Party says ministers are trying to push through changes that could lead to greater privatisation and rationing of care
Denis Campbell Health policy editor
Labour is demanding that MPs be allowed to debate and vote on “secret” plans for the NHS that they claim could lead to greater rationing of care and privatisation of health services.
The party says ministers are trying to push through the creation of “accountable care organisations” (ACOs) without proper parliamentary scrutiny.
Jonathan Ashworth, the shadow health secretary, has written to Andrea Leadsom, the leader of the House of Commons, urging her not to let “the biggest change to our NHS in a decade” go ahead without MPs’ involvement.
NHS England’s chief executive, Simon Stevens, and the government see ACOs as central to far-reaching modernisation plans that they hope will improve patient care, reduce pressure on hospitals and help the NHS stick to its budget.
ACOs involve NHS hospital, mental health, ambulance and community services trusts working much more closely with local councils, using new organisational structures, to improve the health of the population of a wide area. The first ACOs are due to become operational in April in eight areas of England and cover almost 7 million people.
Labour has seized on the fact that the Department of Health plans to amend 10 separate sets of parliamentary regulations that relate to the NHS in order to pave the way legally for the eight ACOs.
In his letter, Ashworth demands that Leadsom grant a debate on the plans before the amended regulations acquire legal force in February.
“Accountable care organisations are potentially the biggest change which will be made to our NHS for a decade. Yet the government have been reluctant to put details of the new arrangements into the public domain. It’s essential that the decision around whether to introduce ACOs into the NHS is taken in public, with a full debate and vote in parliament,” he writes.
A number of “big, unanswered questions” about ACOs remain, despite their imminent arrival in the NHS, he adds. They include how the new organisations will be accountable to the public, what the role of private sector health firms will be and how they will affect NHS staff.
Ashworth also says “the unacceptable secrecy in which these ACOs have been conceived and are being pushed forward is totally contrary to the NHS’s duty to be open, transparent and accountable in its decision-making. The manner in which the government are approaching ACOs, as with sustainability and transformation plans before them, fails that test.”
Stevens’s determination to introduce ACOs has aroused suspicion because they are based on how healthcare is organised in the United States. They came in there in the wake of Obamacare as an attempt to integrate providers of different sorts of healthcare in order to keep patients healthier and avoid them spending time in hospital unnecessarily.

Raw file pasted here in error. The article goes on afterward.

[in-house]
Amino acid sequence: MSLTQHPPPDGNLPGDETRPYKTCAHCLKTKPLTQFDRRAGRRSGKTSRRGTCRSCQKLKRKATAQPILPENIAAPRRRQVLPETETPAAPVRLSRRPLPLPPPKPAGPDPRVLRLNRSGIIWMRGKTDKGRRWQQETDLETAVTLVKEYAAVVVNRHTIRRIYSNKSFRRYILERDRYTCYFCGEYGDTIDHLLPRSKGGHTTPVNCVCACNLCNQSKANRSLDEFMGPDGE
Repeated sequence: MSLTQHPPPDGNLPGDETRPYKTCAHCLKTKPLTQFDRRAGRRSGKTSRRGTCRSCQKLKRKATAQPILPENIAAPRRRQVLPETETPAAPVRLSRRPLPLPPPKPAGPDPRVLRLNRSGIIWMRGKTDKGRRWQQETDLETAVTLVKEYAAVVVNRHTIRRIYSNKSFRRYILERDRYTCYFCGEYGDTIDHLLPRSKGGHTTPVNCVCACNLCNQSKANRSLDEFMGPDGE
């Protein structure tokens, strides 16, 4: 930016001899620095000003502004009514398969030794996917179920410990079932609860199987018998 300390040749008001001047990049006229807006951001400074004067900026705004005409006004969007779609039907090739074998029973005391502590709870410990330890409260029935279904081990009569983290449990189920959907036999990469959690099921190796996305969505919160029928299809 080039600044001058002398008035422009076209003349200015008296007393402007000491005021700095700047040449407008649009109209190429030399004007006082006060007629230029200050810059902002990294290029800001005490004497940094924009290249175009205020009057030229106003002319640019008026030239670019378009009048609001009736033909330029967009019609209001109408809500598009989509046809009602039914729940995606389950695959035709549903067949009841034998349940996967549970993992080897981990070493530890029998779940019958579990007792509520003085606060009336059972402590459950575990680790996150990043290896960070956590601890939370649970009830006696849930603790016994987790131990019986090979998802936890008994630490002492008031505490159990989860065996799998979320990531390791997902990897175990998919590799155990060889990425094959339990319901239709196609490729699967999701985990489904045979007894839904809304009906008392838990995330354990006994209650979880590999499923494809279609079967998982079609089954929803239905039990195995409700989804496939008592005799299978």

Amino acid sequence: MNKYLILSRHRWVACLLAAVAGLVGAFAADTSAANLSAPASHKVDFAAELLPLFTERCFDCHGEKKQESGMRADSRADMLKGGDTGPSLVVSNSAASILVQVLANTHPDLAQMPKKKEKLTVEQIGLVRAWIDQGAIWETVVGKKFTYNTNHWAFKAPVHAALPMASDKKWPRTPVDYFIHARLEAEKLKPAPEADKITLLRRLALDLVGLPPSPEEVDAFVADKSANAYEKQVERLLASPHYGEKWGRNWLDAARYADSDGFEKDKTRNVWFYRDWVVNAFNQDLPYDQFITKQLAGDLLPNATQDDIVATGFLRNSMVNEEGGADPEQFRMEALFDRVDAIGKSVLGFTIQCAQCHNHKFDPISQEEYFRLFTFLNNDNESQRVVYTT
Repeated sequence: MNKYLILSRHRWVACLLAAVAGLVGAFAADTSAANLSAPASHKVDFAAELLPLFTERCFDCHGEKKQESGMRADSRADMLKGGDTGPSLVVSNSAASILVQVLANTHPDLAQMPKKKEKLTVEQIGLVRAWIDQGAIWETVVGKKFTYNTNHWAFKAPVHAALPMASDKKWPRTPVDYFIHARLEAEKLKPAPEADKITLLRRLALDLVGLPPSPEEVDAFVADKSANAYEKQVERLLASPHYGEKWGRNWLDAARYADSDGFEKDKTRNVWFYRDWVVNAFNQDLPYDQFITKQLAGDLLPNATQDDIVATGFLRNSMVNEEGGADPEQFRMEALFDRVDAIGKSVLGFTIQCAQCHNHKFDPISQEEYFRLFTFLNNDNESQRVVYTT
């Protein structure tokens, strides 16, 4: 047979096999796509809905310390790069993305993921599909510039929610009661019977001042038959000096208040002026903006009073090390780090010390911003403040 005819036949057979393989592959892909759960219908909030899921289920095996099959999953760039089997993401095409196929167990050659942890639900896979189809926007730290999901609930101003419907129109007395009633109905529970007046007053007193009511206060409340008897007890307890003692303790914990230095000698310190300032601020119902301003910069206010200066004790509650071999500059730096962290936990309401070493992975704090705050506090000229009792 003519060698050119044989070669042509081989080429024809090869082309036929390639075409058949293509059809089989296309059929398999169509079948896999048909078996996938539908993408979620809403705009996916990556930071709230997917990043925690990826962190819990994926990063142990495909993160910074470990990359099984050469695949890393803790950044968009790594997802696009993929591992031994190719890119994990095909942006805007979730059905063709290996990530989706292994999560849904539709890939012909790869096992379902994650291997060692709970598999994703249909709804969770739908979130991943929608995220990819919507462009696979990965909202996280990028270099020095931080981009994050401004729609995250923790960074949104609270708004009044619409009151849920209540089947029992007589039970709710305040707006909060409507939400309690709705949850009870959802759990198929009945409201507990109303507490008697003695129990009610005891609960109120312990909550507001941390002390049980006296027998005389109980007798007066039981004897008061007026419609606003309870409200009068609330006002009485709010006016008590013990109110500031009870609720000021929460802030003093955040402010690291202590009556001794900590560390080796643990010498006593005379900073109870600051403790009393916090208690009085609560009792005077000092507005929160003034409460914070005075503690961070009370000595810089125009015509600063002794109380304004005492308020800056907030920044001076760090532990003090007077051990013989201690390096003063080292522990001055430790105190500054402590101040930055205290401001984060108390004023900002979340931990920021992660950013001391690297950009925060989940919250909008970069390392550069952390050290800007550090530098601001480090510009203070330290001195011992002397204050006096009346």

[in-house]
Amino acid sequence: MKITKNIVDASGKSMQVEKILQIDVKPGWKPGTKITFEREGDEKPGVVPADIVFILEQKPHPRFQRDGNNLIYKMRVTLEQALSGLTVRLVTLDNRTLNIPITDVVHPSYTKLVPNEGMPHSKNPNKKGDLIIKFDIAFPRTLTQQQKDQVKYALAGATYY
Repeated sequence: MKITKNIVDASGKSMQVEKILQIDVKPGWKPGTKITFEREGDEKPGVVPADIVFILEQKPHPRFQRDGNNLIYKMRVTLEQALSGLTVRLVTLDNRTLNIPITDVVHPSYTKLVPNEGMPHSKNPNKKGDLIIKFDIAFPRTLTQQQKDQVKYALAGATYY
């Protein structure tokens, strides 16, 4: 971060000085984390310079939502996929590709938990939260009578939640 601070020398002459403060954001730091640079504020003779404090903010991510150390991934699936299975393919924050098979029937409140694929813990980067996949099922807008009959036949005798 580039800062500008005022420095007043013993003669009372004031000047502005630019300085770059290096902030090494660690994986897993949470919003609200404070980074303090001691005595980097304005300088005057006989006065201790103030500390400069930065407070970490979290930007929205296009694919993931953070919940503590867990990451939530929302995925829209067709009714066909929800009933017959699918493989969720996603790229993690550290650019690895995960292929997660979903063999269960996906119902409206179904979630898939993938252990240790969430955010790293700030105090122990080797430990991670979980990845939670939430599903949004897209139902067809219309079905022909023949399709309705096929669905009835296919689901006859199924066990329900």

A Commons early day motion (EDM) on ACOs also being tabled by Labour on Thursday, signed by its leader, Jeremy Corbyn, and other frontbenchers, notes that “concerns have been raised that ACOs will encourage and facilitate further private sector involvement in the NHS”.
In his letter Ashworth adds: “There is widespread suspicion that the government are forcing these new changes through in order to fit NHS services to the shrinking budgets imposed from Whitehall.” The EDM also notes “concerns that ACOs could be used as a vehicle for greater rationing”.
The King’s Fund, an influential health thinktank, denied that ACOs would open up NHS services to privatisation. “This is not about privatisation; it is about integration,” said Prof Chris Ham, its chief executive.
“There is a groundswell of support among local health and care leaders for the principle of looking beyond individual services and focusing instead on whatever will have the biggest impact in enabling people to live long, healthy and fulfilling lives,” added Ham.
Dr Chaand Nagpaul, the chair of the British Medical Association, backed Labour’s call for greater transparency but said care services should be integrated.
However, he added: “ACOs will not in themselves address the desperate underfunding of the NHS and may divert more money into processes of reorganisation. Current procurement and competition regulations create the potential for ACOs to be opened up to global private providers within a fixed-term contract and with significant implications for patient services and staff.”
The Department of Health refused to say if MPs would be able to debate ACOs. “It is right that local NHS leaders and clinicians have the autonomy to decide the best solutions to improve care for the patients they know best - but significant local changes must always be subject to public consultation and due legal process.
“It is important to note that ACOs have nothing to do with funding - the NHS will always remain free at the point of use,” a spokesman said.